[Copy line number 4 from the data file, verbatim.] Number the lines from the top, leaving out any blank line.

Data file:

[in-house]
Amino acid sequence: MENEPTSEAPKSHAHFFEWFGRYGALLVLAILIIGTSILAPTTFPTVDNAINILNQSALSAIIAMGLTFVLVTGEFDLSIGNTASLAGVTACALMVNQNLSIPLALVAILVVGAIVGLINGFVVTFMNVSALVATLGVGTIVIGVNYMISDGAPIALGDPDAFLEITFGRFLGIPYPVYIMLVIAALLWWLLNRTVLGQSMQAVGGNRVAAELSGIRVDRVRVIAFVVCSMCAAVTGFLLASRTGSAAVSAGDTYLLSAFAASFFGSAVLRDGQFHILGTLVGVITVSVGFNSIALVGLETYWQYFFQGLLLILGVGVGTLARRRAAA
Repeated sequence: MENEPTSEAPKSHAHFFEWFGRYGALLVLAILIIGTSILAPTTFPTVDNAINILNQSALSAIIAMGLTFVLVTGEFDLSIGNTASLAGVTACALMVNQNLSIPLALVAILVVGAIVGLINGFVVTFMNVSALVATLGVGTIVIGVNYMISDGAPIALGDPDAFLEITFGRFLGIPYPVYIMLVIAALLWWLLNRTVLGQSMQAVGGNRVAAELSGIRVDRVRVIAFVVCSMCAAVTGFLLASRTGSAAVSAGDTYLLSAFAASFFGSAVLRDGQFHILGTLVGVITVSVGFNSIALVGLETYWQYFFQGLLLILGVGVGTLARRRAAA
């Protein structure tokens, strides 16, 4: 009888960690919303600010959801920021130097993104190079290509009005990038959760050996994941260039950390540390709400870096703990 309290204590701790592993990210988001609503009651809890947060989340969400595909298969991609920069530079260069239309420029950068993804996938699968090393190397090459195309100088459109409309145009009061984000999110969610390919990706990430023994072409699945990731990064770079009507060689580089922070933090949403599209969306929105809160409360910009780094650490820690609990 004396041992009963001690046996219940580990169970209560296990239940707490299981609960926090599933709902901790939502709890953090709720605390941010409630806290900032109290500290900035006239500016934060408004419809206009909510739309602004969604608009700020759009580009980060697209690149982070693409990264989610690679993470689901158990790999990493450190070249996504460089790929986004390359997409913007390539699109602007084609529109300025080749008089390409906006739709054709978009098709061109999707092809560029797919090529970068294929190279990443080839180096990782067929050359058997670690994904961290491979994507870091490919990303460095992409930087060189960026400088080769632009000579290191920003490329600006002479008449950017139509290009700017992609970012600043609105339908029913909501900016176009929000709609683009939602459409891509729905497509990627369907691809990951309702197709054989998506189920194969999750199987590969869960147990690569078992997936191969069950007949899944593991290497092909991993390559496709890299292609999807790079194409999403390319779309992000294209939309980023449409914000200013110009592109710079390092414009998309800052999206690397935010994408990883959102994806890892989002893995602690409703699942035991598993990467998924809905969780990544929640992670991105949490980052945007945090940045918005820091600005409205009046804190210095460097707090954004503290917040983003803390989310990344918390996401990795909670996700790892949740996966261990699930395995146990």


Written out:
């Protein structure tokens, strides 16, 4: 009888960690919303600010959801920021130097993104190079290509009005990038959760050996994941260039950390540390709400870096703990 309290204590701790592993990210988001609503009651809890947060989340969400595909298969991609920069530079260069239309420029950068993804996938699968090393190397090459195309100088459109409309145009009061984000999110969610390919990706990430023994072409699945990731990064770079009507060689580089922070933090949403599209969306929105809160409360910009780094650490820690609990 004396041992009963001690046996219940580990169970209560296990239940707490299981609960926090599933709902901790939502709890953090709720605390941010409630806290900032109290500290900035006239500016934060408004419809206009909510739309602004969604608009700020759009580009980060697209690149982070693409990264989610690679993470689901158990790999990493450190070249996504460089790929986004390359997409913007390539699109602007084609529109300025080749008089390409906006739709054709978009098709061109999707092809560029797919090529970068294929190279990443080839180096990782067929050359058997670690994904961290491979994507870091490919990303460095992409930087060189960026400088080769632009000579290191920003490329600006002479008449950017139509290009700017992609970012600043609105339908029913909501900016176009929000709609683009939602459409891509729905497509990627369907691809990951309702197709054989998506189920194969999750199987590969869960147990690569078992997936191969069950007949899944593991290497092909991993390559496709890299292609999807790079194409999403390319779309992000294209939309980023449409914000200013110009592109710079390092414009998309800052999206690397935010994408990883959102994806890892989002893995602690409703699942035991598993990467998924809905969780990544929640992670991105949490980052945007945090940045918005820091600005409205009046804190210095460097707090954004503290917040983003803390989310990344918390996401990795909670996700790892949740996966261990699930395995146990």